Crawford stressed that her legislation complies with federal law, giving access to children and other patients who have seizures that do not respond to conventional treatment.

Sen. Dave Bloomfield of Hoskins said many have questioned how the success of the program would be measured.

“Colleagues, this would be my opinion of success: one child having one less seizure,” Bloomfield stated. “That is success.”

Yet, later in the legislative floor debate Sen. Lydia Brasch of Bancroft was a bit more cautious.

“While Sen. Bloomfield wants to make sure that one child is better, I want to make sure that one child does not get worse,” Brasch said.

LB 390 advanced on a 34-to-1 vote with nine senators not voting.

DHHS to monitor closure of nursing homes in Ainsworth & Lyons

DeseretTwo Nebraska nursing homes are closing, after an announcement last month from Utah-based Deseret Health Groups. Ainsworth Care Center in Ainsworth and Logan Valley Manor in Lyons combined have 36 remaining residents.

Leah Bucco-White, at the Nebraska Department of Health and Human Services, says the agency stepped into help.

“Our role here at the Department of Health and Human Services is to closely monitor the situation and the safety and care of the residents,” Bucco-White says, “as well as a smooth transition.”

That transition, Bucco-White says, is the receivership that was granted to Klaasmeyer and Associates, a Nebraska company that will have temporary responsibility of the employees and residents at the two facilities.

“That company doesn’t own the home but they’re taking over the management and operation of the homes,” she says.

Bucco-White says the receivership ensures the safety of the residents and the department is making sure the residents are taken care of during the process.

She says the department does not know why the Utah company decided to close the facilities, but she says they also own two other homes in Nebraska that no longer have residents living in them.

“We became aware there wasn’t an adequate plan in place to transition residents out of the facilities or the financial ability to maintain operation and care after closure was announced,” Bucco-White says. “That’s where we stepped in and started working on the receivership.”

The DHHS is working with the Attorney General’s office to address concerns of back wages and future employment opportunities for the employees.

Anyone with questions or concerns is encouraged to call the DHHS at (402) 471-3324.

By Jerry Oster, WNAX, Yankton

 

Medical marijuana advances in Unicameral

Sen. Tommy Garrett makes notes during debate on his medical marijuana bill

Sen. Tommy Garrett makes notes during debate on his medical marijuana bill

A bill legalizing medical marijuana has advanced in the Unicameral.

LB 643 is patterned after the Minnesota law enacted last year that allows marijuana to be used for medicinal purposes if taken in pill or oil form or through vapor. It prohibits marijuana to be smoked.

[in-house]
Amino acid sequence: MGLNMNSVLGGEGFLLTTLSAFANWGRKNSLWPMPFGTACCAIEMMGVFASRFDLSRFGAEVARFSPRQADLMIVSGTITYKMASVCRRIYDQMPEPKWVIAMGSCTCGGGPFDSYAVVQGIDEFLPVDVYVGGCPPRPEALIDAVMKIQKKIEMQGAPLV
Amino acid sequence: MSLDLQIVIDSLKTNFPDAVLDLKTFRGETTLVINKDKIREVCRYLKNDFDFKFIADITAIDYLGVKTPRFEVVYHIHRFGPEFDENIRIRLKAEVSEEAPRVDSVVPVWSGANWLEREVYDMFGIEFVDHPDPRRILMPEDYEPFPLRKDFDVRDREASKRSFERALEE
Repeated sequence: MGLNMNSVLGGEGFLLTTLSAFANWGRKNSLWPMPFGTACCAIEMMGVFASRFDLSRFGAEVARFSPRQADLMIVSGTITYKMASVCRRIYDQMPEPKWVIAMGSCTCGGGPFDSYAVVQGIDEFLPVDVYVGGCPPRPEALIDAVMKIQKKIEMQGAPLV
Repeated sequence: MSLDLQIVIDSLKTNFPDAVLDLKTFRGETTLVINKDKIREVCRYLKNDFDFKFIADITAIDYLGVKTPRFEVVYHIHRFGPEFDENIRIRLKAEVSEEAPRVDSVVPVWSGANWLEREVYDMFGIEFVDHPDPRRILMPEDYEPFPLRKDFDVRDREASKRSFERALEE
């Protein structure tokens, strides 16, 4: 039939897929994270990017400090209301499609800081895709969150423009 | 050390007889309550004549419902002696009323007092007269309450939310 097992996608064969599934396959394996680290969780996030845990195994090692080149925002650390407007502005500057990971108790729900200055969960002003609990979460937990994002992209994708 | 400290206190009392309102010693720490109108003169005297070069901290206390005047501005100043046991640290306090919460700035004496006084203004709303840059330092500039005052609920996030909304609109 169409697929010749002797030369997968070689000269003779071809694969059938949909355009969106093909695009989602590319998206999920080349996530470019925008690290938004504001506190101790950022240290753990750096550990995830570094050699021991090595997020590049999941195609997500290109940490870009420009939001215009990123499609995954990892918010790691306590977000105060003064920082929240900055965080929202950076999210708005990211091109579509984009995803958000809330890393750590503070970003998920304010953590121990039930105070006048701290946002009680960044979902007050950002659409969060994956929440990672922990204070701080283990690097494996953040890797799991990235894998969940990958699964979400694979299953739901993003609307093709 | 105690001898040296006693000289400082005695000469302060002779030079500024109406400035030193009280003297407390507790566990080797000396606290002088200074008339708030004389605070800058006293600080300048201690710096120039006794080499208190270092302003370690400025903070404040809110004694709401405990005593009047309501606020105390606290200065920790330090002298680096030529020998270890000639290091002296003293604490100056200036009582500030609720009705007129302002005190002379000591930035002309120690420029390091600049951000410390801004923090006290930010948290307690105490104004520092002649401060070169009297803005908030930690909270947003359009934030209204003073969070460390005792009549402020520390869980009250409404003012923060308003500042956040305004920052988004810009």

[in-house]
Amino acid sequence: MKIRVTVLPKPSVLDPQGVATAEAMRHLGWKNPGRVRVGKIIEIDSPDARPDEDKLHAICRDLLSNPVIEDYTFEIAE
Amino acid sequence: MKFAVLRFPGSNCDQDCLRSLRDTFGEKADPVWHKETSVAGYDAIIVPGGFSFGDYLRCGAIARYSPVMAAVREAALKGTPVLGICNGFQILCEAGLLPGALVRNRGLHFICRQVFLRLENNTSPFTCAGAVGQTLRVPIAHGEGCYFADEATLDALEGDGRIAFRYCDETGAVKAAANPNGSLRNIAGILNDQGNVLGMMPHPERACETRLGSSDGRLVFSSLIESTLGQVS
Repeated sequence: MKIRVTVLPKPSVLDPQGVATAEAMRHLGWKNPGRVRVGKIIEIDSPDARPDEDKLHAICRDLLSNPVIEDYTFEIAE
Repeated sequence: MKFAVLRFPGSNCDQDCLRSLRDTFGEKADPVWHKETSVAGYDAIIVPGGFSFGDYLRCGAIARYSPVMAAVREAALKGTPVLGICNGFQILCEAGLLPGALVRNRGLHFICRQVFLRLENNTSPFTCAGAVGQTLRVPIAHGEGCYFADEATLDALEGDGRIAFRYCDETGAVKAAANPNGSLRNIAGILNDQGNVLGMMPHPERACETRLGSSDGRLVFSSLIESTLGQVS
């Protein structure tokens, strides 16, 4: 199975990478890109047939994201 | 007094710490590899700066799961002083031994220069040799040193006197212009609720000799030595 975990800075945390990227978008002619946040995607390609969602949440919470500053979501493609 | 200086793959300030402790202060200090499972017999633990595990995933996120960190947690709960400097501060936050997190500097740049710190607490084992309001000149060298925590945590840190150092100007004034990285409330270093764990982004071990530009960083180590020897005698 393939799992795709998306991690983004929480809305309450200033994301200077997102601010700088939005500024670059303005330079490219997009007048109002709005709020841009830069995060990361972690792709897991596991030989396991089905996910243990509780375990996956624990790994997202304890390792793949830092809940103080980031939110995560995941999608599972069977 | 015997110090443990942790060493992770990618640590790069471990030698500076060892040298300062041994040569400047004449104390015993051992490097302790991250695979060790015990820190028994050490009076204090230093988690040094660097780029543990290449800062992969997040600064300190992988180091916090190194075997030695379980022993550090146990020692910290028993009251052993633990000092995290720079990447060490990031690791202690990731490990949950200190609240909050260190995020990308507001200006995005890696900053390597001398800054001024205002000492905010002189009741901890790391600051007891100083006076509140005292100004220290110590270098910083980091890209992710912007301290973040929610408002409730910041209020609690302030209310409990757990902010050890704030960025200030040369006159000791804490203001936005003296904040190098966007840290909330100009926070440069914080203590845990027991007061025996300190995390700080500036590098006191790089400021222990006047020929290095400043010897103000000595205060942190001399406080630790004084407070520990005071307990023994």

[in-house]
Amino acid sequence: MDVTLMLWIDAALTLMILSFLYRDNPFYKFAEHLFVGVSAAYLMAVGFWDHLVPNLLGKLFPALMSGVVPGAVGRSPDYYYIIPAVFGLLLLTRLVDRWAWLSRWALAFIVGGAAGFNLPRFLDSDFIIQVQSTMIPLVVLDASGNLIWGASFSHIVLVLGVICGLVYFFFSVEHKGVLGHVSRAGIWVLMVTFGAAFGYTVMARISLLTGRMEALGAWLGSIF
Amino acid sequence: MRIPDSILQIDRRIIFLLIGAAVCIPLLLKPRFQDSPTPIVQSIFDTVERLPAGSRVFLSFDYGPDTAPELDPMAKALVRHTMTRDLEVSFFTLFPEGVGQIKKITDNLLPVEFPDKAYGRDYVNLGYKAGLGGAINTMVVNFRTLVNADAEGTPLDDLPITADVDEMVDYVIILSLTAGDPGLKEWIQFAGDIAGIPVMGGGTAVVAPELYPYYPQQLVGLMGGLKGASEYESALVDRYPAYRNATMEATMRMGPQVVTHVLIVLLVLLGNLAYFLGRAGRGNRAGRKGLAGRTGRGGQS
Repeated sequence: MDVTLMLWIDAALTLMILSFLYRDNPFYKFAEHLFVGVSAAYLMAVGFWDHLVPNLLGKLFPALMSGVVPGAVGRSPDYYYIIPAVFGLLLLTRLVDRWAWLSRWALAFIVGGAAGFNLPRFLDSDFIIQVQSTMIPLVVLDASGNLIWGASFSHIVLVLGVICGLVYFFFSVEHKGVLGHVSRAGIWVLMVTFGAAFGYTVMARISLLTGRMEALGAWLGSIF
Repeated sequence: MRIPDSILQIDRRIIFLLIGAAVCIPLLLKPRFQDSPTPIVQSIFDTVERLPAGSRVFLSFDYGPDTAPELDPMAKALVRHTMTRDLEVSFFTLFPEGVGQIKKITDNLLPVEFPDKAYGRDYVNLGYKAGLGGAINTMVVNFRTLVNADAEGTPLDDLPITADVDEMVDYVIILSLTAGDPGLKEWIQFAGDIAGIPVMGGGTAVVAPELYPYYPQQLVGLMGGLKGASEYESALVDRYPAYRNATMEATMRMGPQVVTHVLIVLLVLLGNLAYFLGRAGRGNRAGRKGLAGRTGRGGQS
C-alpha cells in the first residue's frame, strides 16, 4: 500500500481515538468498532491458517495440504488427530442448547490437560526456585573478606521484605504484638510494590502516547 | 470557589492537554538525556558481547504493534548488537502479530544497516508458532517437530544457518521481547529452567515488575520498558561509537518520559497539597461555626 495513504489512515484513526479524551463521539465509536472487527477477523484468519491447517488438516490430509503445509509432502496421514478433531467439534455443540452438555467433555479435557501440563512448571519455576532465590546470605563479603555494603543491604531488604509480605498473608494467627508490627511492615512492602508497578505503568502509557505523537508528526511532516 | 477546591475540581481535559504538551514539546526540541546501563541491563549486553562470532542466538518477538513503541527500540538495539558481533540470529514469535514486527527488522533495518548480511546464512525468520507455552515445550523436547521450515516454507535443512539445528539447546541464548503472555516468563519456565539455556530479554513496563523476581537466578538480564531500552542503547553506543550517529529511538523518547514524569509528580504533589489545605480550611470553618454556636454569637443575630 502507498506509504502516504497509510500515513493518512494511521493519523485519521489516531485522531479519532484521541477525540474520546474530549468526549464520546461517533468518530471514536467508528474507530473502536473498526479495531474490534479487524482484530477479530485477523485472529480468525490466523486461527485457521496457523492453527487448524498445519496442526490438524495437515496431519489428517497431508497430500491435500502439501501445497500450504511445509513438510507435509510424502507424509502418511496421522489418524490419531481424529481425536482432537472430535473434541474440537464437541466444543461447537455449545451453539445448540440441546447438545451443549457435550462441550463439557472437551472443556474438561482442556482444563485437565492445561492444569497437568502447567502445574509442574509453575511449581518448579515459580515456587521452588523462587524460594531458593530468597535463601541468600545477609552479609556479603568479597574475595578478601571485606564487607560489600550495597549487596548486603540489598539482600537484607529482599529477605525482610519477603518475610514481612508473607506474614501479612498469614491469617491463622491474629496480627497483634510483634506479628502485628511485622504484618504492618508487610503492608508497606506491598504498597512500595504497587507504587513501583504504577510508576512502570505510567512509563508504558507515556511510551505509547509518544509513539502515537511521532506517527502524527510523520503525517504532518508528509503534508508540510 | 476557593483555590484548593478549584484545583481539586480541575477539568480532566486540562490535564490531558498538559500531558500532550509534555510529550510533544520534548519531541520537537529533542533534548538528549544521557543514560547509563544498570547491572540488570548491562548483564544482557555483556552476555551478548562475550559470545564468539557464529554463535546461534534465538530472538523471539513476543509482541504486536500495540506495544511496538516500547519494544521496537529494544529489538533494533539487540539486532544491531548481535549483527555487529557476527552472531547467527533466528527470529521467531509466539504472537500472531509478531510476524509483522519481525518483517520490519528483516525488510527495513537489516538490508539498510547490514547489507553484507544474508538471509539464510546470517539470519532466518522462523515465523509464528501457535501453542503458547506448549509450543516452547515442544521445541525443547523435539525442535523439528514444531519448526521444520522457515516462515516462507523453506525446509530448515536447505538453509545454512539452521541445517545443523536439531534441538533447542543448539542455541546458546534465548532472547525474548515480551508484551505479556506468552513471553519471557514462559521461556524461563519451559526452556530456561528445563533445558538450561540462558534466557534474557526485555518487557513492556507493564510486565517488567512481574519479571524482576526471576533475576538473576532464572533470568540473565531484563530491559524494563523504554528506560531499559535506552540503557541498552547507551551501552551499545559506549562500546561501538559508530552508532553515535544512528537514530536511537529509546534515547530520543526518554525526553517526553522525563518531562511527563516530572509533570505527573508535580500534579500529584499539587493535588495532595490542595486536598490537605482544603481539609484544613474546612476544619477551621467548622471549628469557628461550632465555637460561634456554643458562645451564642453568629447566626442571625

Sen. Dave Bloomfield of Hoskins asked colleagues during legislative floor debate not to get hung up on the plant in question.

“We’re referring to this as medical marijuana. I wonder how it would be received if it were made out of corn oil?” Bloomfield asked.

The bill advanced on a 27-to-12 vote with eight senators abstaining.

Still, some senators remain skeptical.

Sen. Robert Hilkemann of Omaha said too many questions remain unanswered.

“How is it going to be regulated? What are the qualifications of the people who are going to do it?” Hilkemann asked. “This could get real messy real soon.”

Sen. Jim Scheer of Norfolk opposed the measure, arguing that medical marijuana is untested, comparing it to other drugs touted to be effective, only to fall short.

“It didn’t do what it was supposed to do and it had side-effects that were worse than the solution that it presented,” Scheer stated. “Don’t feel like we are abandoning those people who need help simply because you do not support this bill.”

Sen. Tommy Garrett of Bellevue said he sponsored the medical marijuana bill after parents pleaded with him to approve a method of pain relief for ailments resistant to conventional medication.

“Colleagues, here’s an opportunity for us in this legislature to really affect the quality of life of sick and ailing and vulnerable Nebraskans,” Garrett said in his closing on the bill. “And we can do this. We can do this. We can make a difference in the life of Nebraskans.”

Minnesota became the 22nd state to approve medicinal marijuana. The bill signed into law last year prohibited smoking marijuana.

LB 643 would guide manufacturers on production of medical marijuana and set restrictions on its use. Medical cannabis could be taken in liquid form, through vapor, or by pill. Patients would have to be certified to use medical marijuana. The Department of Health and Human Services would write specific rules and regulations.